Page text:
Traveling to all 59 U.S. National Parks
A Bethesda woman's journey across America
(From top) Mary Jo Veverka on trips to Wrangell-St. Elias National Park & Preserve in Alaska; North Cascades National Park in Washington state; Big Cypress National Preserve in Florida; and Yosemite National Park in California
The summer after her freshman year of college, Mary Jo Veverka had a choice: Go back to her family farm to detassel corn, or accept a job at Yellowstone National Park.
It wasn’t a difficult decision. Veverka felt stifled by life in rural Minnesota, where she had grown up with parents who didn’t want her to go to college, saying she should leave that to the boys in the family. What she enjoyed was camping, hiking and exploring nature—skills she’d acquired as a Girl Scout.
Veverka, who lives in Bethesda, spent the next three months in America’s first national park, living in a dorm on the parkland, waiting tables at the Old Faithful Inn and hitchhiking her way through the park. “I always likened it to being in college without any homework,” she says. She liked it so much that she returned the next two summers.
Those experiences stuck with her, and when Veverka, now 68, retired in 2003—she had been a partner at both Booz Allen Hamilton and Accenture and a commissioner at the U.S. Food & Drug Administration—she decided to explore America’s parks. Over the next 11 years, Veverka visited all 59 U.S. national parks, occasionally ambling to other historic sites along the way and visiting a few parks more than once. “I didn’t want this to just be a check-off [list],” she says. “I wanted to get a chance to really explore these parks.”
Veverka has been to Yellowstone three times since setting off on her goal, most recently for nine days last August for the centennial celebration of the National Park Service, which was founded on Aug. 25, 1916. She spoke to Bethesda Magazine about her experiences.
Picking favorites: “I very frequently get asked ‘What’s your favorite park?,’ and it’s like answering ‘Who’s your favorite child?,’ ” says Veverka, who is married and has one son and two grandchildren. “I just can’t say.” A lot of them have been memorable. She’ll never forget watching caribou cross miles of sand dunes above the Arctic Circle in Alaska’s Kobuk Valley National Park, or coming across churches and historic buildings against a backdrop of striking cliffs and canyons on a trip to Capitol Reef National Park in Utah. The creeks in Guadalupe Mountains National Park in Texas reminded her of home. “I stood on the top of Half Dome [in Yosemite National Park] on my 60th birthday,” she says. “That was cool.”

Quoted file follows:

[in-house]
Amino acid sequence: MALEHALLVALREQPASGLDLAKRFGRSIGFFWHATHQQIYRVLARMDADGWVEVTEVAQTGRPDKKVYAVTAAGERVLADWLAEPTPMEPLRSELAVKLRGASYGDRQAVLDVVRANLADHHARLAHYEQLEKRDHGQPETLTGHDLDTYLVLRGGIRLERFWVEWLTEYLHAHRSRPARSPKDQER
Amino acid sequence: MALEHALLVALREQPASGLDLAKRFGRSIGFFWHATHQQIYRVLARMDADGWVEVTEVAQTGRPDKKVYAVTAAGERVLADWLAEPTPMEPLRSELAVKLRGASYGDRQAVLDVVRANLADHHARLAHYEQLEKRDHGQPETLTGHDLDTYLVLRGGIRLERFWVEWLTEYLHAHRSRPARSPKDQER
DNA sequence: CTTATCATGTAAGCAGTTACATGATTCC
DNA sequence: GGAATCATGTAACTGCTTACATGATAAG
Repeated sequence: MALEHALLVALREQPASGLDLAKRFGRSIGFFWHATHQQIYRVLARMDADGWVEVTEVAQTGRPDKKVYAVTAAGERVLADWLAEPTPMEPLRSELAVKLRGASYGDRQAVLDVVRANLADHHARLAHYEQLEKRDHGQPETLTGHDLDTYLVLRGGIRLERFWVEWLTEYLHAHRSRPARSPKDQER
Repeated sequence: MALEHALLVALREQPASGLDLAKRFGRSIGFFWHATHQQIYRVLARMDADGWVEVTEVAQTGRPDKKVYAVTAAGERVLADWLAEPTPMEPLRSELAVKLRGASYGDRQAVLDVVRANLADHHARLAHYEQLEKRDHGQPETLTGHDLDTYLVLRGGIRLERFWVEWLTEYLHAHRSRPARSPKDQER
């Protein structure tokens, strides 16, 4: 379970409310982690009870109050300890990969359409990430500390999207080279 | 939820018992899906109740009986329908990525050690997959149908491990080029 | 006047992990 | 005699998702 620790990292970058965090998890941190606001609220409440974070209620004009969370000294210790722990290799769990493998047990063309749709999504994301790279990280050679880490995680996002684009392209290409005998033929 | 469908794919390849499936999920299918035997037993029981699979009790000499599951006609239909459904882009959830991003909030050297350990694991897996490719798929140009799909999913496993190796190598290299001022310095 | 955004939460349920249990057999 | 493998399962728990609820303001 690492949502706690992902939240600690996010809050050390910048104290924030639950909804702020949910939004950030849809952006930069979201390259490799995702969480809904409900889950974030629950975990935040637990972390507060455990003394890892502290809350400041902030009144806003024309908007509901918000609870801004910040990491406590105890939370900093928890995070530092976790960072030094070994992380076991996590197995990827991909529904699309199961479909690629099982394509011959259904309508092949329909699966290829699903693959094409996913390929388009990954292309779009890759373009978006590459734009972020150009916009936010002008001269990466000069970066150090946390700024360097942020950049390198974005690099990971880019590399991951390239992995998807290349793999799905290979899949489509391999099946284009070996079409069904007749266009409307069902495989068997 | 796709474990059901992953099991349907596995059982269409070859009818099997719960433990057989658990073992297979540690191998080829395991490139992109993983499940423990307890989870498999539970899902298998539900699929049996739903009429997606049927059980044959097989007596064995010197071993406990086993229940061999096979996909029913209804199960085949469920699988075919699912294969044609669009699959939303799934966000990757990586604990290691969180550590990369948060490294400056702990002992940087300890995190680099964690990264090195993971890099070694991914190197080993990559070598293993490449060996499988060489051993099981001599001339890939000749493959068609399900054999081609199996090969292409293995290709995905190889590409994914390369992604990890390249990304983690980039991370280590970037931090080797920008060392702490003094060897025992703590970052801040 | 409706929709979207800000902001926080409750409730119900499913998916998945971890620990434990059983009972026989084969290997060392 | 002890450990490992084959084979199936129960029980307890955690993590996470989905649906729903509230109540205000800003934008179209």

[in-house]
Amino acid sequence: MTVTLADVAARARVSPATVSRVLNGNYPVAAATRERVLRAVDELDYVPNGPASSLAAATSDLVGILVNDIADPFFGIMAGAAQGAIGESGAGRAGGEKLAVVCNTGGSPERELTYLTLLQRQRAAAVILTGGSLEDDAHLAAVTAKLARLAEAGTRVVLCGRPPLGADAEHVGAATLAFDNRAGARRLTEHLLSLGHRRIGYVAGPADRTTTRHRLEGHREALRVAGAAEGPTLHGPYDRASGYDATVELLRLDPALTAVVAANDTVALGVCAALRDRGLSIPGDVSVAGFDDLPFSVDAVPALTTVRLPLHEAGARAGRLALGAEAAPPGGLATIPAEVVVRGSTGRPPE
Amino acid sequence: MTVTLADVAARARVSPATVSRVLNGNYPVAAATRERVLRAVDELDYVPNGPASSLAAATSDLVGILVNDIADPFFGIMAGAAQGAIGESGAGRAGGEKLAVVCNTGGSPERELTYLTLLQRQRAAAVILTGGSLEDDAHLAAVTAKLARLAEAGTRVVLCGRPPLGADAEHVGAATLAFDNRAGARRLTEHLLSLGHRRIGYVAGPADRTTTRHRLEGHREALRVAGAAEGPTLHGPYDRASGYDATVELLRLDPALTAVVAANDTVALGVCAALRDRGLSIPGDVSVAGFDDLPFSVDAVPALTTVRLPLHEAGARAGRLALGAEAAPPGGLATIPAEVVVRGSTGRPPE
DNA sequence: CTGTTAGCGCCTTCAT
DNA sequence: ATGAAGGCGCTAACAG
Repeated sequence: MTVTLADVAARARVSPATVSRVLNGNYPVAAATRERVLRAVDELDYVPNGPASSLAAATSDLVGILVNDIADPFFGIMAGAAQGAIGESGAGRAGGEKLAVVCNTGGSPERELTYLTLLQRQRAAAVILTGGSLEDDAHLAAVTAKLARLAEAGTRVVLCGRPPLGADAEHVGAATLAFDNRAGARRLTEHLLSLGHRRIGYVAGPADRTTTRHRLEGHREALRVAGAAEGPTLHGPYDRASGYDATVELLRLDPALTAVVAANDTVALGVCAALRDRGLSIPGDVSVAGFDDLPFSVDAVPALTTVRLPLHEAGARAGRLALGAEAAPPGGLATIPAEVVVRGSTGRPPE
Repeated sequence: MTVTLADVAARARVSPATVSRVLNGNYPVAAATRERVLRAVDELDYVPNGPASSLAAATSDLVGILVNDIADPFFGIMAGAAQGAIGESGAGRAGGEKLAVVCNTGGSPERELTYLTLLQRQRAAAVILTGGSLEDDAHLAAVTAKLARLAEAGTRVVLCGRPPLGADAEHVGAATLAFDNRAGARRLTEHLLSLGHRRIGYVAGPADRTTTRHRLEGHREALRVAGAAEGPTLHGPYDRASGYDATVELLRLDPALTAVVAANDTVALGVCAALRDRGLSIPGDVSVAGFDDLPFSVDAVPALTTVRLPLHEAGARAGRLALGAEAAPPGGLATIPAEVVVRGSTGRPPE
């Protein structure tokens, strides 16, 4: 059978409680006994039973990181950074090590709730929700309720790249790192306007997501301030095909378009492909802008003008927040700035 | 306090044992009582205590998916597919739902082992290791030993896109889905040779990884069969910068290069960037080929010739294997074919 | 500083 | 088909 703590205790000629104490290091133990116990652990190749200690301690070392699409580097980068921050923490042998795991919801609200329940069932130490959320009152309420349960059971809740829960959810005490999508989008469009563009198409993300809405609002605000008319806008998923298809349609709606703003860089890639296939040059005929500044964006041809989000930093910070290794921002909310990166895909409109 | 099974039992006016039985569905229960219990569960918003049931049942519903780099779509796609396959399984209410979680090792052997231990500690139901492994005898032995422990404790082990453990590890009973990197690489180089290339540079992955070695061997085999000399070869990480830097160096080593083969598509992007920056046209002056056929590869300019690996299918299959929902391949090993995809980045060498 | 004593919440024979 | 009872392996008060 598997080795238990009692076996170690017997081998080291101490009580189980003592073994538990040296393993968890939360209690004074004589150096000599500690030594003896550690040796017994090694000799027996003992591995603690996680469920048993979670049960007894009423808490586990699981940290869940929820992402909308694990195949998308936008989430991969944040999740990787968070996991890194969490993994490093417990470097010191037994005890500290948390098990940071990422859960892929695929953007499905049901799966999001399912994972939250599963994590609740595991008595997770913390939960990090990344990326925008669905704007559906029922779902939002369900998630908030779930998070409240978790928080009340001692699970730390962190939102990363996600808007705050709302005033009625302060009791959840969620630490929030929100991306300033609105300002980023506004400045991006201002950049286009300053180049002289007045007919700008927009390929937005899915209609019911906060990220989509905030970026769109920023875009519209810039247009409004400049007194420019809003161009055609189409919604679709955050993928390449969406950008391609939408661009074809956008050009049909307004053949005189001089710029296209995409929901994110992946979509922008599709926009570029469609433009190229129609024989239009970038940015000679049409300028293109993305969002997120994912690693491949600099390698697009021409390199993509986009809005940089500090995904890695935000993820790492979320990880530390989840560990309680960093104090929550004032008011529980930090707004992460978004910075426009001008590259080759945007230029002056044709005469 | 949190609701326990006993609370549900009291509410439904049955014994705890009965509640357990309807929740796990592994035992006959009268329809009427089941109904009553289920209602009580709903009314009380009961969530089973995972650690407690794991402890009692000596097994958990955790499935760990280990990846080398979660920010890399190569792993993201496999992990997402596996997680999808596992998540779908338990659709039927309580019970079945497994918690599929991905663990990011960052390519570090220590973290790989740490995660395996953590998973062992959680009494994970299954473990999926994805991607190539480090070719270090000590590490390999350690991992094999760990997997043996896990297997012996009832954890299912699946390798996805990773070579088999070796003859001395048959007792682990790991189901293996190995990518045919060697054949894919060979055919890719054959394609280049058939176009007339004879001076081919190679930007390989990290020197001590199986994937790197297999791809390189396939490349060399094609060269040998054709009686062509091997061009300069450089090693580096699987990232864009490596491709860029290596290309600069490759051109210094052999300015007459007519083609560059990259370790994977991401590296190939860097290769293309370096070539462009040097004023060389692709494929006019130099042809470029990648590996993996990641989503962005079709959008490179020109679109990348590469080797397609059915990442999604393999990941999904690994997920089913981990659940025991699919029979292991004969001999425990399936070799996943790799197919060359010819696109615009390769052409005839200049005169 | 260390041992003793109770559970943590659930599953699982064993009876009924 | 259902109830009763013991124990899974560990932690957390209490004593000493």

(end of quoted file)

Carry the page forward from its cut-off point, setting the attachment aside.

Going solo: Veverka traveled mostly alone. “When you go by yourself, you’re focused on learning about the park,” she says. “When you go with others, you’re socializing.” Still, she’s gone on a few trips with friends and family. Her son, his wife and their son, who was 13 months old at the time, joined her on a trip to Mount Rainier National Park in Washington state. She says going with a young child encouraged her to spend even more time taking in nature. “You go up to a stream and sit down and throw stones or pebbles in the stream,” she says, “or you explore the buds on a tree.”
Help along the way: On her first trip in 2003, Veverka met a volunteer from the Rocky Mountain Conservancy who offered to take her through Rocky Mountain National Park in Colorado. “For the next few days, he took me all through the park, showing me what they were working on,” she says. On a trip to Glacier National Park in Montana, a citizen scientist hiked with her for six hours, showing her how researchers monitor mountain goats in the area to study how glacier melts affect animals.
Further travels: Though she has achieved her goal, Veverka says she’s not done traveling. Last year she visited Mongolia, where she went birding with the International Crane Foundation. Next up: Cuba and Antarctica.
Focus on the future: Since 2011, Veverka has sat on the board of directors for the National Park Foundation, where she helps implement educational programs for children. Teaching kids to care for national parks is a way of “developing the next generation of stewards for our public lands,” she says.
Perfect ending: The last park Veverka needed to visit to reach her goal was Voyageurs National Park in Minnesota, where she’d gone on a camping trip with Girl Scouts in high school. “As I was coming across the Upper Peninsula, I was retracing a portion of that camping trip,” she says. “I thought, ‘I’ve come full circle. I’ve come home.’”